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The latest news from our Green Horizons Farmer Network - March 2022 | Green Horizons Blog

Blog - 25.03.22

Cover cropping, efficient use of nutrients and improving soil resilience have been just some of the topics discussed at our Green Horizon farmer days this spring. 15 pioneering farmers involved in our sustainable farming initiative came together from Northern and Southern regions in the UK this March to share ideas, learn from Agrii trials data and discuss potential solutions to agronomic and environmental challenges.

Discussing cover crop establishment techniques in Northumberland

 

Our first event near Evesham was hosted by Tom Hughes, who since returning to the family farm in 2013 has been working to improve soil resilience through a combination of reduced tillage and compost additions to tackle the high blackgrass and brome problems.

Rod Smith from Beal farm, Northumberland, hosted the event for farmers in the North stretching from Moray, Scotland and Yorkshire. Since winning the world wheat yield record in 2015, Rod has been focused on getting ‘more from less’, with a mindset that a healthy soil supports a healthy crop. Like Tom, the use of compost, cover crops and targeted cultivations have helped improve the resilience of his heavy Northumberland soils.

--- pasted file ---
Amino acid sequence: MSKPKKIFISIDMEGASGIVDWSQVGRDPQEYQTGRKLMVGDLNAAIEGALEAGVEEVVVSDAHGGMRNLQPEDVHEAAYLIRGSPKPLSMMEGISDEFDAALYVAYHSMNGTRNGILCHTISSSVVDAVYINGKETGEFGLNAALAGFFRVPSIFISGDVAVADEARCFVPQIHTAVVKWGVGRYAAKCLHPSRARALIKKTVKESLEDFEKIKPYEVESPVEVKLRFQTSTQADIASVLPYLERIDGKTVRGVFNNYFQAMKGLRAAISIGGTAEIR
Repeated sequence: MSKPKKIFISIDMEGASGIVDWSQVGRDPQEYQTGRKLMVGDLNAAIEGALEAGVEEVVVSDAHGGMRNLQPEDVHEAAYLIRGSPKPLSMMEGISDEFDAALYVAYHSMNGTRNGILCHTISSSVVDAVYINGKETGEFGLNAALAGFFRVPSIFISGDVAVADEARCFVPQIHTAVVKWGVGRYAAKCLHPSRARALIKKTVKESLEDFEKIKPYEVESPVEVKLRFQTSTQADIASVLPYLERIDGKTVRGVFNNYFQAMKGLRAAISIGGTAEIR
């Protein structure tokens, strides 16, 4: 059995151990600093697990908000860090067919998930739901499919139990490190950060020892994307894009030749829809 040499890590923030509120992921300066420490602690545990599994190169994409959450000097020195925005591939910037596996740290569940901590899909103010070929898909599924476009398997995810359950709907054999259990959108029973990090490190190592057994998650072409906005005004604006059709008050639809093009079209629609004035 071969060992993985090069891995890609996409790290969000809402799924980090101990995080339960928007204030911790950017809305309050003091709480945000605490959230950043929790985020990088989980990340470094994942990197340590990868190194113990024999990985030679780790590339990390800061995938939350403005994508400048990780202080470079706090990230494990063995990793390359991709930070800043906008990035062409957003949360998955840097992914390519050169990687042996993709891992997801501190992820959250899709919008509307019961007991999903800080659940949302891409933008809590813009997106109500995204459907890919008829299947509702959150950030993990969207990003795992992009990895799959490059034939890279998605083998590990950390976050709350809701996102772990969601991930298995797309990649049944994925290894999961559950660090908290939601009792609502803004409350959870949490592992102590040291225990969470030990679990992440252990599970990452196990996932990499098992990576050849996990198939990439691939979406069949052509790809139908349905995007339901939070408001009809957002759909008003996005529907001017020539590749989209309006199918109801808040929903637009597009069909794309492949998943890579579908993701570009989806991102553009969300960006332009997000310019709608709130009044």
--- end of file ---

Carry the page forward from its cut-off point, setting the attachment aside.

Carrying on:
Since the launch of the farmer network in March 2021, discussions predominantly focused on methods of improving soil resilience, particularly by using compost with both Tom and Rod, seeing great improvements from different combinations and methods.

Manure management and cover cropping

Bokashi anaerobically fermented manure (green bucket) v aerobically composted manure (yellow bucket)

This spring, the group saw Tom’s most recent method of composting, with the added pressure of avian influenza requiring the covering of poultry manure in the area. The group were very keen to hear from the team at Agriton the benefits of Bokashi to ferment the manure and speed up the decomposition process using biology. Not only has this provided a solution to manure management on the farm, but Bokashi also has the potential to reduce GHG losses from the process, with the CO2e per tonne of starting material being almost 10x less than that of traditional compost.

The composting process in Northumberland

Looking beneath the sheets at the Bokashi-treated manure

 

 

This is an important factor when we are all looking to achieve net zero, and for Tom, can enable him to further reduce his on-farm emissions. This year, Tom participated in the ADAS Yen Zero pilot to benchmark 6 of his crops against 274 other entries. Due to the improvements in soil resilience and reduction in tillage, Tom performed very well against the average with his winter oats, wheat and maize. We'll be posting more information about YEN Zero in our next blog, coming soon.

Looking at cover crop rooting and soil structure under two different establishment methods in Northumberland.